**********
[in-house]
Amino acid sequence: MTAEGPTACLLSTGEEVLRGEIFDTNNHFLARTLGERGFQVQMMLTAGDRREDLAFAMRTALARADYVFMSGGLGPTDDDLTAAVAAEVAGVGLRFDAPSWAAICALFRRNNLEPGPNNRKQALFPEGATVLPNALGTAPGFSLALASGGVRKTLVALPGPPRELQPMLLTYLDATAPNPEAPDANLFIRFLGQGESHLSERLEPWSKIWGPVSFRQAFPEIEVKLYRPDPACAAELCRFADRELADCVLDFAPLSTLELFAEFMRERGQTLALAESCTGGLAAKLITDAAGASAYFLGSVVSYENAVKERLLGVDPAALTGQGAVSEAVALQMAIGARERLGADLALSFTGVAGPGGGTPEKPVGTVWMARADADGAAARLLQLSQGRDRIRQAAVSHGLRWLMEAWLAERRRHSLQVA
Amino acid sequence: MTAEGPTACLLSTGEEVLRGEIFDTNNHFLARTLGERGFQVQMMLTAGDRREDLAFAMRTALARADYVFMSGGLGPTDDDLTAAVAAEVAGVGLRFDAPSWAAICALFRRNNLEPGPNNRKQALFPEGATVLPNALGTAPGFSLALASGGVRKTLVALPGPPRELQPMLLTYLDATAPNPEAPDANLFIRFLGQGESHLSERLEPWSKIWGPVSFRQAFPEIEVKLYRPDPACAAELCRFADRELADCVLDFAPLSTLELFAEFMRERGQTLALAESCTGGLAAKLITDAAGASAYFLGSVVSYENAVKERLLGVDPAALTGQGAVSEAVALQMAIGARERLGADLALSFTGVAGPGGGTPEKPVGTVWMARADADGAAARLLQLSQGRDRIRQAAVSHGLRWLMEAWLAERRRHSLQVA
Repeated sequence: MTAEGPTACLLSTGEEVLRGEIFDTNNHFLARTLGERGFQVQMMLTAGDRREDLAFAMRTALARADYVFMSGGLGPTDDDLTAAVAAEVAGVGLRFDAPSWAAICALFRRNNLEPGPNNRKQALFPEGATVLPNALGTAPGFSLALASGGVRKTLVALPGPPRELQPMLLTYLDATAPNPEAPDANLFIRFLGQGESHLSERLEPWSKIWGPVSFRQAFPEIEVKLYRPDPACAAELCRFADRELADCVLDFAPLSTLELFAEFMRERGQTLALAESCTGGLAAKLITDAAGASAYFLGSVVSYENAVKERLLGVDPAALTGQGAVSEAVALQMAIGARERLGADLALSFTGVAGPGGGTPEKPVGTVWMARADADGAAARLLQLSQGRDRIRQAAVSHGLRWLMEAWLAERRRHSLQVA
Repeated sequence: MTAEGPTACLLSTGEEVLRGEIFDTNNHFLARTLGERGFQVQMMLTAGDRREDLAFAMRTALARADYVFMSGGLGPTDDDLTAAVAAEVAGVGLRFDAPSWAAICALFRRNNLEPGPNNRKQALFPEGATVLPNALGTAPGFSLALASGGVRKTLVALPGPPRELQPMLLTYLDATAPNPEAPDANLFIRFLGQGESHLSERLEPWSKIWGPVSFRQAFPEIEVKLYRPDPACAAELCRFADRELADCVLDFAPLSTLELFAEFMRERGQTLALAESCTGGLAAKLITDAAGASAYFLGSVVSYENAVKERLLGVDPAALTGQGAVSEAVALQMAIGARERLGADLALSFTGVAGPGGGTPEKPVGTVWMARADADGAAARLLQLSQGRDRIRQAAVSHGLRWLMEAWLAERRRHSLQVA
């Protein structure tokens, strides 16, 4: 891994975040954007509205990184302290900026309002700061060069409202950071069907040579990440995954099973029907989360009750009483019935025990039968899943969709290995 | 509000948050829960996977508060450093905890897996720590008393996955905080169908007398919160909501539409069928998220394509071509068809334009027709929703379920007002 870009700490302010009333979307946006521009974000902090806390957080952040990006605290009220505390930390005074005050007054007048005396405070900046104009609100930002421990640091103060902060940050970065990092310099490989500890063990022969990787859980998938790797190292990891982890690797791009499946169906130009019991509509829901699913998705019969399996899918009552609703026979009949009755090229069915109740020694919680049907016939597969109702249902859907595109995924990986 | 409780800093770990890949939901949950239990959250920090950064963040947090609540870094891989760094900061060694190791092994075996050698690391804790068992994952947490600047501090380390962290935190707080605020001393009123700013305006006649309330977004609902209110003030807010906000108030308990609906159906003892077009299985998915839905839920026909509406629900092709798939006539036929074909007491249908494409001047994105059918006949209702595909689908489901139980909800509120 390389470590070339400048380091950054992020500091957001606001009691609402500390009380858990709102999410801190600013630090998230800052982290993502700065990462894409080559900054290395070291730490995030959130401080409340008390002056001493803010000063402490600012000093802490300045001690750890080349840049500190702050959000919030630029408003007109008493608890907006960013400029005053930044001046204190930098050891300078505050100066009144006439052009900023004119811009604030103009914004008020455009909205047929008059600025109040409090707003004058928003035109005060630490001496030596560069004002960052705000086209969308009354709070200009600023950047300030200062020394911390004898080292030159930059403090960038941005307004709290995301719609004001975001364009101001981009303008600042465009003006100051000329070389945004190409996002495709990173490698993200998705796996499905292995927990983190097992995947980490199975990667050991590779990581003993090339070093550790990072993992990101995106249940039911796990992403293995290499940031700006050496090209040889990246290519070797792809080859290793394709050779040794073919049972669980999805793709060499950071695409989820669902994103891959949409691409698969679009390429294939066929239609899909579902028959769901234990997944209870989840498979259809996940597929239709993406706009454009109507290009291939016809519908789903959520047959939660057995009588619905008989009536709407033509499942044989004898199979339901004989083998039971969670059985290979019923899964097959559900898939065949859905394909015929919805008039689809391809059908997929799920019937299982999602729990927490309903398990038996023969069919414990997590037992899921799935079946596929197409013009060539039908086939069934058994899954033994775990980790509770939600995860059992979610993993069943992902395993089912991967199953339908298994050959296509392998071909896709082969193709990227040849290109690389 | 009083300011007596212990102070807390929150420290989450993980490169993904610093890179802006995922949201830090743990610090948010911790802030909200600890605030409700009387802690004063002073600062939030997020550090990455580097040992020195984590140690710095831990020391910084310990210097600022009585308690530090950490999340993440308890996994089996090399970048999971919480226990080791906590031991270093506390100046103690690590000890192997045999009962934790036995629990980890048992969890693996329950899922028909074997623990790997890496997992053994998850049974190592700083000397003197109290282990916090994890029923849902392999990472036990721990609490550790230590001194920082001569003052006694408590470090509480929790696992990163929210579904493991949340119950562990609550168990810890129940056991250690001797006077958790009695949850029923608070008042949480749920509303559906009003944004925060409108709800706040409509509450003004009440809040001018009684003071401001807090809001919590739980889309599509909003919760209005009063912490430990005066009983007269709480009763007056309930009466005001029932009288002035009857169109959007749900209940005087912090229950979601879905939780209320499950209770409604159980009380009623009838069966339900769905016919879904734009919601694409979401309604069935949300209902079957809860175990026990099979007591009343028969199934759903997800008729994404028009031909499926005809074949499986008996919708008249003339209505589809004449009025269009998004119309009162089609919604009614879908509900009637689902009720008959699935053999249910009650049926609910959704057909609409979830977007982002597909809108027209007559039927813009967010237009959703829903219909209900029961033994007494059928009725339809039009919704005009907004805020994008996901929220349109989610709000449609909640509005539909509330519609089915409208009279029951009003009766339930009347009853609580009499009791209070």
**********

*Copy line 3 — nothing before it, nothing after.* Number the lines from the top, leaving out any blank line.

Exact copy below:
Amino acid sequence: MTAEGPTACLLSTGEEVLRGEIFDTNNHFLARTLGERGFQVQMMLTAGDRREDLAFAMRTALARADYVFMSGGLGPTDDDLTAAVAAEVAGVGLRFDAPSWAAICALFRRNNLEPGPNNRKQALFPEGATVLPNALGTAPGFSLALASGGVRKTLVALPGPPRELQPMLLTYLDATAPNPEAPDANLFIRFLGQGESHLSERLEPWSKIWGPVSFRQAFPEIEVKLYRPDPACAAELCRFADRELADCVLDFAPLSTLELFAEFMRERGQTLALAESCTGGLAAKLITDAAGASAYFLGSVVSYENAVKERLLGVDPAALTGQGAVSEAVALQMAIGARERLGADLALSFTGVAGPGGGTPEKPVGTVWMARADADGAAARLLQLSQGRDRIRQAAVSHGLRWLMEAWLAERRRHSLQVA